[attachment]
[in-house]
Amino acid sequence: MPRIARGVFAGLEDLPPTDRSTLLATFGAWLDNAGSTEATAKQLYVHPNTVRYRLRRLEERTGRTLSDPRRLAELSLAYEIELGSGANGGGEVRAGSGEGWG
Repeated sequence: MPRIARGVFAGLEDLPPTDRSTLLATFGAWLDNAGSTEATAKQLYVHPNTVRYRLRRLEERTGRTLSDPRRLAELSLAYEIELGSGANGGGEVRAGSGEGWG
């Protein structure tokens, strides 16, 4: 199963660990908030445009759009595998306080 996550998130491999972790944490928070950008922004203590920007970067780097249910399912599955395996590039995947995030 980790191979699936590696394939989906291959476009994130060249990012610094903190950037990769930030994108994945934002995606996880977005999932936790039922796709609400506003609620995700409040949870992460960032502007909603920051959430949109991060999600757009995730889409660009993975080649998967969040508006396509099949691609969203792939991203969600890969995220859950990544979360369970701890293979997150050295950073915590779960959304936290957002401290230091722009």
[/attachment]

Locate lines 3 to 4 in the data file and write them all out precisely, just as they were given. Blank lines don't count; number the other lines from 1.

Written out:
Repeated sequence: MPRIARGVFAGLEDLPPTDRSTLLATFGAWLDNAGSTEATAKQLYVHPNTVRYRLRRLEERTGRTLSDPRRLAELSLAYEIELGSGANGGGEVRAGSGEGWG
């Protein structure tokens, strides 16, 4: 199963660990908030445009759009595998306080 996550998130491999972790944490928070950008922004203590920007970067780097249910399912599955395996590039995947995030 980790191979699936590696394939989906291959476009994130060249990012610094903190950037990769930030994108994945934002995606996880977005999932936790039922796709609400506003609620995700409040949870992460960032502007909603920051959430949109991060999600757009995730889409660009993975080649998967969040508006396509099949691609969203792939991203969600890969995220859950990544979360369970701890293979997150050295950073915590779960959304936290957002401290230091722009």